Algebra is the study of mathematical symbols and rules to handle these mathematical symbols. These symbols representing quantities without constant values are known as variables in elementary algebra. An algebraic equation indicates the relationship between the variables of the equation. The word “Algebra” is acquired from an Arabic word. Elementary equation solving and abstractions like groups, rings, and fields are included in it. Elementary algebra is the basic part whereas Abstract algebra or Modern algebra is the abstract part.
The earliest existing mathematical text from Egypt is the Rhind papyrus. The ability of the early Egyptians to solve linear equations in one unknown is verified by this and other texts. In a linear equation, all the variables are only to the first power also known as a first-degree equation. (In today’s representation, such an equation in one unknown would be 6x + 2x = 16.) According to evidence from about 300 BC, the Egyptians too knew how to resolve problems having a system of two equations in two unknown quantities, comprising quadratic equations. For example, given that the perimeter of a rectangular surface is 100 units and its area is 600 square units, the ancient Egyptians could find the length l and width w. (In the modern system, they could solve the pair of simultaneous equations 2w + 2l =100 and wl = 600.) However, during this period there was no use of symbols—problems were stated and solved verbally.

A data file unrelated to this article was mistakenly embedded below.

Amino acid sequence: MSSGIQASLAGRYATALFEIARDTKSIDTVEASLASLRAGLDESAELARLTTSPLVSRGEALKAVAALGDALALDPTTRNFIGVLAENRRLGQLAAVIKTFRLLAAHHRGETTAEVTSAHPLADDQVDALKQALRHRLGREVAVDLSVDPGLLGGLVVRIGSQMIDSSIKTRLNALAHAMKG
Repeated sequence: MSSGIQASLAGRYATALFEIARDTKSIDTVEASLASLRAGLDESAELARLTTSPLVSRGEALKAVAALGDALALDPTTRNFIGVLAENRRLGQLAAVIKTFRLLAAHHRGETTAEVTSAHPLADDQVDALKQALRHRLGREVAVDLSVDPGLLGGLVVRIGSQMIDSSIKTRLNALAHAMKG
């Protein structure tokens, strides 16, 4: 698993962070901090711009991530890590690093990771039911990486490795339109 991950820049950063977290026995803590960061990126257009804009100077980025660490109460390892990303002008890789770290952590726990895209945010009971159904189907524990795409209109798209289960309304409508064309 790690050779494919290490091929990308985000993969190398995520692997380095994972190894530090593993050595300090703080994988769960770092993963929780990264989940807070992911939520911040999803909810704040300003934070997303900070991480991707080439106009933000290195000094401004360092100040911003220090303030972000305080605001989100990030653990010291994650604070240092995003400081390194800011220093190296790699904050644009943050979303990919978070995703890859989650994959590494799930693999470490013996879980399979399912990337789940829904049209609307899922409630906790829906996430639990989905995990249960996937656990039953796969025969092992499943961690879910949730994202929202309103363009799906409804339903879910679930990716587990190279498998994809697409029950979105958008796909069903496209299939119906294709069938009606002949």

According to cuneiform texts preserved in clay tablets, Babylonian mathematics originated as early as 1800 BC. It was based on a well-elaborated, positional sexagesimal system—that is, a system of base 60, which is opposite to the modern decimal system that is based on units of 10. A major part of their mathematics comprised of tables, for multiplication, reciprocals, squares, and square and cube roots. Other than tables, many Babylonian tablets carried problems that asked for the solution of some unknown number. These problems described a method to be followed in order to solve a specific problem rather than giving a general algorithm to solve identical problems.
It is sometimes said that the Greeks had no algebra, but it is not true. By the time of Plato, a drastic transition occurred in Greek mathematics. Geometric algebra was introduced by the Greeks in which terms were expressed by sides of geometric objects associated with letters. With this new kind of algebra, solutions to equations could be easily found by using a method that they developed, known as “the application of areas”. The method is only a fraction of geometric algebra which is completely available in Euclid’s Elements.